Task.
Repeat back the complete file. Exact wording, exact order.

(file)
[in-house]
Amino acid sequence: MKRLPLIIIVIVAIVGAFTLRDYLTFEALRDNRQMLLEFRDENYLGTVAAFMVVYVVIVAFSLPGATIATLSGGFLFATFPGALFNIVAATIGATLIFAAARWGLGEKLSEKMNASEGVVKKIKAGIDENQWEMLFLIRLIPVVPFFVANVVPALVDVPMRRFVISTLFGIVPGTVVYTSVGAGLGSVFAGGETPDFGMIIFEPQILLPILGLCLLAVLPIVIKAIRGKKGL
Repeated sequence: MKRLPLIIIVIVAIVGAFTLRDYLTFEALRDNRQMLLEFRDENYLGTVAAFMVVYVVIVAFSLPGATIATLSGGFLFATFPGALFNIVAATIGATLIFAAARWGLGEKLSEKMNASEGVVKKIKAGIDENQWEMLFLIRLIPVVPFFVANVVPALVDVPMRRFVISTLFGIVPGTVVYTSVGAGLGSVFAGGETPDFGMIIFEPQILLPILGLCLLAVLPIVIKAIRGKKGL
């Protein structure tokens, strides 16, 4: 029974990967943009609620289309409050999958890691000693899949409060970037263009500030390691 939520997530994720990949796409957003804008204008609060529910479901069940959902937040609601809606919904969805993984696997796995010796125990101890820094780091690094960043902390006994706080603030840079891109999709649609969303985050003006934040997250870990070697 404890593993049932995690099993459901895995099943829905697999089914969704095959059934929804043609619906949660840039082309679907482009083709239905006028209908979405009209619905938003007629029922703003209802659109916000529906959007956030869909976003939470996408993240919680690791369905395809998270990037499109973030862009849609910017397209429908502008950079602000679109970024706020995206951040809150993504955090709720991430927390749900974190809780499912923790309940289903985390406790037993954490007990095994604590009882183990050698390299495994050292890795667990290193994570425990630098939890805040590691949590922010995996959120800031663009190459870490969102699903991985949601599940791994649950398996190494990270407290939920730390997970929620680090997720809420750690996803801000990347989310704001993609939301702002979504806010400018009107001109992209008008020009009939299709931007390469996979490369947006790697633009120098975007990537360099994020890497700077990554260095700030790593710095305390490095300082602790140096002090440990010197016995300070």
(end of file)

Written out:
[in-house]
Amino acid sequence: MKRLPLIIIVIVAIVGAFTLRDYLTFEALRDNRQMLLEFRDENYLGTVAAFMVVYVVIVAFSLPGATIATLSGGFLFATFPGALFNIVAATIGATLIFAAARWGLGEKLSEKMNASEGVVKKIKAGIDENQWEMLFLIRLIPVVPFFVANVVPALVDVPMRRFVISTLFGIVPGTVVYTSVGAGLGSVFAGGETPDFGMIIFEPQILLPILGLCLLAVLPIVIKAIRGKKGL
Repeated sequence: MKRLPLIIIVIVAIVGAFTLRDYLTFEALRDNRQMLLEFRDENYLGTVAAFMVVYVVIVAFSLPGATIATLSGGFLFATFPGALFNIVAATIGATLIFAAARWGLGEKLSEKMNASEGVVKKIKAGIDENQWEMLFLIRLIPVVPFFVANVVPALVDVPMRRFVISTLFGIVPGTVVYTSVGAGLGSVFAGGETPDFGMIIFEPQILLPILGLCLLAVLPIVIKAIRGKKGL
């Protein structure tokens, strides 16, 4: 029974990967943009609620289309409050999958890691000693899949409060970037263009500030390691 939520997530994720990949796409957003804008204008609060529910479901069940959902937040609601809606919904969805993984696997796995010796125990101890820094780091690094960043902390006994706080603030840079891109999709649609969303985050003006934040997250870990070697 404890593993049932995690099993459901895995099943829905697999089914969704095959059934929804043609619906949660840039082309679907482009083709239905006028209908979405009209619905938003007629029922703003209802659109916000529906959007956030869909976003939470996408993240919680690791369905395809998270990037499109973030862009849609910017397209429908502008950079602000679109970024706020995206951040809150993504955090709720991430927390749900974190809780499912923790309940289903985390406790037993954490007990095994604590009882183990050698390299495994050292890795667990290193994570425990630098939890805040590691949590922010995996959120800031663009190459870490969102699903991985949601599940791994649950398996190494990270407290939920730390997970929620680090997720809420750690996803801000990347989310704001993609939301702002979504806010400018009107001109992209008008020009009939299709931007390469996979490369947006790697633009120098975007990537360099994020890497700077990554260095700030790593710095305390490095300082602790140096002090440990010197016995300070």